Although the Birds have again failed to live up to expectations this season as they’ve strung together their 14th consecutive losing season, their strong performance throughout September resonates hope for next year.
The Orioles finished the final month of the season with a 16-12 record, which was their only winning month of the entire year. Not to mention, they played the role of spoiler against the Red Sox as they won five of seven this month and essentially eliminated them from the playoff picture last night.
For those of you who missed the game last night, it was a wild one. After an hour plus rain delay and many missed chances by the Birds to regain the lead, again they were able to take down Jonathon Papelbon. With a 3-2 in the bottom of the 9th, it looked as if Boston would at least force a one-game playoff with the Rays at worst.
But, super utility man Robert Andino came through in the clutch again! After a game-tying double by outfielder Nolan Reimold with two down, Andino laced a low line drive to left field. It dropped just in front of Carl Crawford and Reimold raced around to score the winning run.
Although the Birds only won 69 games all season, aforementioned, 16 of those victories came in the last month of the year. They really played their hearts out this month and if this is any indication of next season, it will be an exciting and magical year in Birdland.
September vs. the Red Sox
Historically, any Orioles fan knows that the Sox have dominated the Birds over the past 14 years, and up until this month, they had this season as well. Entering September, the Birds were only 3-8 against the Sox. But, amazingly, the Birds won the last two series and finished 8-10 vs. the Sox this year.
Series in Boston
Although the Birds were able to win those five games, their starting pitching really struggled against the former AL East Champs. In the seven contests, their rotation sported an inflated 7.83 ERA. Collectively, they tossed only 31 innings (about 4.1 per outing) and they surrendered 27 earned runs (29 total).
In five of the seven games, their starters allowed at least four earned runs and only two times a starter last six innings or more. In the four game series at Boston, the starters really had a hard time getting outs. They tossed only 16.1 innings and gave up 18 earned runs!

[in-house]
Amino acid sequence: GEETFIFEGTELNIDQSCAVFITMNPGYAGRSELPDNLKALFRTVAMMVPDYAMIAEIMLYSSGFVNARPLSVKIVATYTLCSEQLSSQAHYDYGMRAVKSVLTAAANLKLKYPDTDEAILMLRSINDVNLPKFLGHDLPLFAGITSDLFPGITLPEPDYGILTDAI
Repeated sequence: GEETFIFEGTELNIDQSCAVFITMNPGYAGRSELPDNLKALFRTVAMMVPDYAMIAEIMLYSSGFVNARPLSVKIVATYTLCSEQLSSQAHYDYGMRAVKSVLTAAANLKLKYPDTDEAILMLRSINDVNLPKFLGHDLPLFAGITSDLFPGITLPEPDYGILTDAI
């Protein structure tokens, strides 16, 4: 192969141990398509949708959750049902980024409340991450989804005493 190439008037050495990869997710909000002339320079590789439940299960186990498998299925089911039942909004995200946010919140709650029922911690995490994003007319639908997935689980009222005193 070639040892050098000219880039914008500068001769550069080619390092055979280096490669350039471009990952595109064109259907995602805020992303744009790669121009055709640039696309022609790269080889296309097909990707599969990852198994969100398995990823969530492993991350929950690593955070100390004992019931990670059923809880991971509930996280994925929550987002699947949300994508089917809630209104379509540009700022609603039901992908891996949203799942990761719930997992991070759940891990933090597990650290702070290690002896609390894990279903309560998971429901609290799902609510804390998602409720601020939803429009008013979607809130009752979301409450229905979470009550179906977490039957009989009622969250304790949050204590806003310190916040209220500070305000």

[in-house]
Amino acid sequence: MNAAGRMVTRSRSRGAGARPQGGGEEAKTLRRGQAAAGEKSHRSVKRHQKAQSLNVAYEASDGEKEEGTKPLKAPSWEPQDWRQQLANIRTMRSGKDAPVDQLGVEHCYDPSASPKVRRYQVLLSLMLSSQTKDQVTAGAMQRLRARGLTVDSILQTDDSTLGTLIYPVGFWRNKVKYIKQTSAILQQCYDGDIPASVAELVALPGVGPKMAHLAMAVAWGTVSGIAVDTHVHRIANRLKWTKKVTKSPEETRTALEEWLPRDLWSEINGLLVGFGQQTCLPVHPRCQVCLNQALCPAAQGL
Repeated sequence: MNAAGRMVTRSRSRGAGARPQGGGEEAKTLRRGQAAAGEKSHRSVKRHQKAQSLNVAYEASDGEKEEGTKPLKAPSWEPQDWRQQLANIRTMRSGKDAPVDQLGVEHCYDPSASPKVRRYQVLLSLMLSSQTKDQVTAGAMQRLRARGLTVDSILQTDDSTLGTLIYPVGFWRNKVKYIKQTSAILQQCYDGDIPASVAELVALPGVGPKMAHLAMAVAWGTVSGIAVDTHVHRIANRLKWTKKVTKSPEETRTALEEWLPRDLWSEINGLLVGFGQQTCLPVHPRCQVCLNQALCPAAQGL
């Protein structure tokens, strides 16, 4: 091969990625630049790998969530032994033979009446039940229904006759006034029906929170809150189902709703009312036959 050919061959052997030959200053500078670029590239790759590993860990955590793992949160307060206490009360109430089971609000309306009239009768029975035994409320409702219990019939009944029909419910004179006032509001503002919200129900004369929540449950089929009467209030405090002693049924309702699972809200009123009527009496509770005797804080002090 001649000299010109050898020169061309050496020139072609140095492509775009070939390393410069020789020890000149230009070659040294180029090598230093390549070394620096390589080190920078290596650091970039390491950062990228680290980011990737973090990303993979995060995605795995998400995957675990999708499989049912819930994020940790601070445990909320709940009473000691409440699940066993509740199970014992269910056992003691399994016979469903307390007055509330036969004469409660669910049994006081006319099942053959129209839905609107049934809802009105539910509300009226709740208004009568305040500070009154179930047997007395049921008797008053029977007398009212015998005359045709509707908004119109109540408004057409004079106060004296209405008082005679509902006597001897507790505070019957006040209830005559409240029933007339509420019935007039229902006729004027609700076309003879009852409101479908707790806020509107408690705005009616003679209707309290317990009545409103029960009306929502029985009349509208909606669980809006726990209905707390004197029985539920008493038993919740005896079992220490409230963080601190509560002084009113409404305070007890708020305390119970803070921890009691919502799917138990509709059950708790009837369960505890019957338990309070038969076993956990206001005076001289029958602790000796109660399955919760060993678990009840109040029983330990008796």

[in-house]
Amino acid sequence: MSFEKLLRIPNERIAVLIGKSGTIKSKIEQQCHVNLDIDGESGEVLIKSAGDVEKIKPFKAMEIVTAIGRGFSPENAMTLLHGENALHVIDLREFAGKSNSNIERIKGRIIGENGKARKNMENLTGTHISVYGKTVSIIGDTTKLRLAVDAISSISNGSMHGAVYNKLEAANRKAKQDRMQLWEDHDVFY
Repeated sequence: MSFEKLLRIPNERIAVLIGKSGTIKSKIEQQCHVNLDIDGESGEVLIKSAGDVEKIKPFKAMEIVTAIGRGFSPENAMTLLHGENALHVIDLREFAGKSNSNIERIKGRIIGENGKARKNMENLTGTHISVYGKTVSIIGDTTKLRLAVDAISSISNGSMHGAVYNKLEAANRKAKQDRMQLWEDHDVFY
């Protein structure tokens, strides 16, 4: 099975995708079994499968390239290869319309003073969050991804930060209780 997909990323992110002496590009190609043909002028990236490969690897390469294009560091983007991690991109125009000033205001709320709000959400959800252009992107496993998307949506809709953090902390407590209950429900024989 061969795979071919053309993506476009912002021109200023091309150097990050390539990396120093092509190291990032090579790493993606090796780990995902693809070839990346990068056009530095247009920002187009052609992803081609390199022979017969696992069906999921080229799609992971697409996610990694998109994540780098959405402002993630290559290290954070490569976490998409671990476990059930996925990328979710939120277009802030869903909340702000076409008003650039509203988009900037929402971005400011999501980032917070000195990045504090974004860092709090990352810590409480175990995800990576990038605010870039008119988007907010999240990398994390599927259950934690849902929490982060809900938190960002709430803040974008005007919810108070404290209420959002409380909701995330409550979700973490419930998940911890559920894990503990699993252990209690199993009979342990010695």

Former phenom and prized left-handed starting pitcher Brian Matusz ended his season in horrific fashion as he lasted only 1.2 innings and surrendered six earned in Boston. Rick VandenHurk pitched to a no decision as he lasted only three innings and allowed four earned runs (five total).
But, even though the Birds’ starters couldn’t pitch deep into the games, their bullpen pitched magnificently, which allowed their rejuvenated offense to mount comebacks.
With the exclusion of the ugly 18-9 loss in Boston when the pen allowed 12 earned, the Birds’ pen on the road allowed only one other earned run over 9.1 innings (three games, 0.98 ERA). In the final game of the four game set, the pen tossed 2.1 innings without allowing a base hit.
Series at Home
The Birds’ starting pitching this past series in Baltimore performed better, but still not great. Tommy Hunter tossed five innings and allowed only one earned run, but received a no decision as the Birds’ offense battled back and eventually won Monday night 6-3.
Tuesday night, rookie Zach Britton struggled in his final outing of the year as he lasted only 4.1 innings and he surrendered five earned runs in the Birds only loss in the series. Last night, Alfredo Simonmatched Britton’s innings pitched, but allowed only three earned.
The bullpen again pitched very well in the three game series. They tossed a collective 13.1 innings and allowed only four earned runs (2.71 ERA). Overall, their bullpen surrendered 17 earned runs, including the 12 in one game, over 32 innings pitched, which equates to a respectable 4.78 ERA.
You must be wondering how the Orioles have been able to come away with five victories when their starting pitching allowed upwards of seven runs per game. Well, the answer is their offense.
The Birds broke out against the Red Sox over their last two series. They scored a combined 45 runs, which averages out to almost six and a half runs per game (6.43). Infielder Chris Davis and Reimold both sported .333 batting averages, not to mention Andino’s sudden surge of power.
Andino, who had two game-winning hits off of closer Papelbon, smashed two homeruns and drove in nine RBI over the course of the two series. He collected eight hits in 29 at-bats (.276 average) and really came through in the clutch.
Catcher Matt Wieters went six for 21 in six games with two home runs and four RBI against the rival Red Sox. Reimold, who has been on a tear as of late, compiled six hits as well, in just 18 at-bats, including a home run and six RBI.
Not to mention, the all-time hits leader among Dominican-born MLB players Vladimir Guerrero collected nine hits in 31 at-bats (.290 average), including five RBI. And, shortstop J.J. Hardy crushed two home runs, including his 30th of the season, and four RBI while going eight for 28 against the Sox this month.
So, overall, even though the Birds starting pitching struggled against the always-tough Red Sox lineup, their bullpen stepped up their game, with the exception of the blowout. And, their offense found ways to win ball games and never game up late until the last out was recorded. These last two series are definitely encouraging leading into the off-season and hopefully it will drive the Birds to be better next year.
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Topics: Alfredo Simon, American League East, Baltimore Orioles, Boston Red Sox, Brian Matusz, Buck Showalter, Chris Davis, Jeremy Guthrie, Matt Wieters, MLB, Nolan Reimold, Playoffs, Rick VandenHurk, Robert Andino, Tampa Bay Rays, Tommy Hunter, Troy Patton, Vladimir Guerrero, Zach Britton